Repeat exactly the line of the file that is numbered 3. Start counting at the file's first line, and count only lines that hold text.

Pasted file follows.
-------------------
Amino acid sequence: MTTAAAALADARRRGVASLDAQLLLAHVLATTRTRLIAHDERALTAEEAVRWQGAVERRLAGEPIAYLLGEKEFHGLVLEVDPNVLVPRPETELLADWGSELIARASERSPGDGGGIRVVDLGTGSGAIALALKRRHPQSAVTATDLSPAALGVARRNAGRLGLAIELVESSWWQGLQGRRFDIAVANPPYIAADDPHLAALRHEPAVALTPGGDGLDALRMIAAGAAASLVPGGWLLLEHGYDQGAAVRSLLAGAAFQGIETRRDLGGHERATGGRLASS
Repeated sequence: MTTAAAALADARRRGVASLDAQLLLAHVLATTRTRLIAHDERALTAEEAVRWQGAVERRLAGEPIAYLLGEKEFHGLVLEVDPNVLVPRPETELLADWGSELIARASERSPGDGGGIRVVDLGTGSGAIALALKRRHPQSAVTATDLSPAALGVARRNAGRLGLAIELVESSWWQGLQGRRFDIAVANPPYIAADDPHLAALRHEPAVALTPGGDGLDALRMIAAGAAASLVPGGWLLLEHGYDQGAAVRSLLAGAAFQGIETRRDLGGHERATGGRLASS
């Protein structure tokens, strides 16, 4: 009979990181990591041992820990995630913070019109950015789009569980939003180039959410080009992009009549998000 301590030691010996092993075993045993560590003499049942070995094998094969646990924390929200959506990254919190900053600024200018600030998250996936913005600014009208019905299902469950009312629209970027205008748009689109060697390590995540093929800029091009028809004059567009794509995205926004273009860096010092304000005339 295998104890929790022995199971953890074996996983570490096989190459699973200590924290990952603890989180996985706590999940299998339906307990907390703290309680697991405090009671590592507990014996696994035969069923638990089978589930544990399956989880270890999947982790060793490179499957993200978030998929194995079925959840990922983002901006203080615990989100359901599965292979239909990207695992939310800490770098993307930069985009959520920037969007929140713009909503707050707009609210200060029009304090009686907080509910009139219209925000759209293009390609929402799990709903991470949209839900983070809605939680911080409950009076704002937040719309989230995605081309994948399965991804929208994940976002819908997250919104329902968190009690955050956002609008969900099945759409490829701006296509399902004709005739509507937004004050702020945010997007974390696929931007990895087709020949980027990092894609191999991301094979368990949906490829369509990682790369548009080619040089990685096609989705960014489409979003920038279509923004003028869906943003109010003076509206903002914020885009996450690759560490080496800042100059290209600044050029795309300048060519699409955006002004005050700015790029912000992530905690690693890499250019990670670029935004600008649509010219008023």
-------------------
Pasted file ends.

């Protein structure tokens, strides 16, 4: 009979990181990591041992820990995630913070019109950015789009569980939003180039959410080009992009009549998000 301590030691010996092993075993045993560590003499049942070995094998094969646990924390929200959506990254919190900053600024200018600030998250996936913005600014009208019905299902469950009312629209970027205008748009689109060697390590995540093929800029091009028809004059567009794509995205926004273009860096010092304000005339 295998104890929790022995199971953890074996996983570490096989190459699973200590924290990952603890989180996985706590999940299998339906307990907390703290309680697991405090009671590592507990014996696994035969069923638990089978589930544990399956989880270890999947982790060793490179499957993200978030998929194995079925959840990922983002901006203080615990989100359901599965292979239909990207695992939310800490770098993307930069985009959520920037969007929140713009909503707050707009609210200060029009304090009686907080509910009139219209925000759209293009390609929402799990709903991470949209839900983070809605939680911080409950009076704002937040719309989230995605081309994948399965991804929208994940976002819908997250919104329902968190009690955050956002609008969900099945759409490829701006296509399902004709005739509507937004004050702020945010997007974390696929931007990895087709020949980027990092894609191999991301094979368990949906490829369509990682790369548009080619040089990685096609989705960014489409979003920038279509923004003028869906943003109010003076509206903002914020885009996450690759560490080496800042100059290209600044050029795309300048060519699409955006002004005050700015790029912000992530905690690693890499250019990670670029935004600008649509010219008023």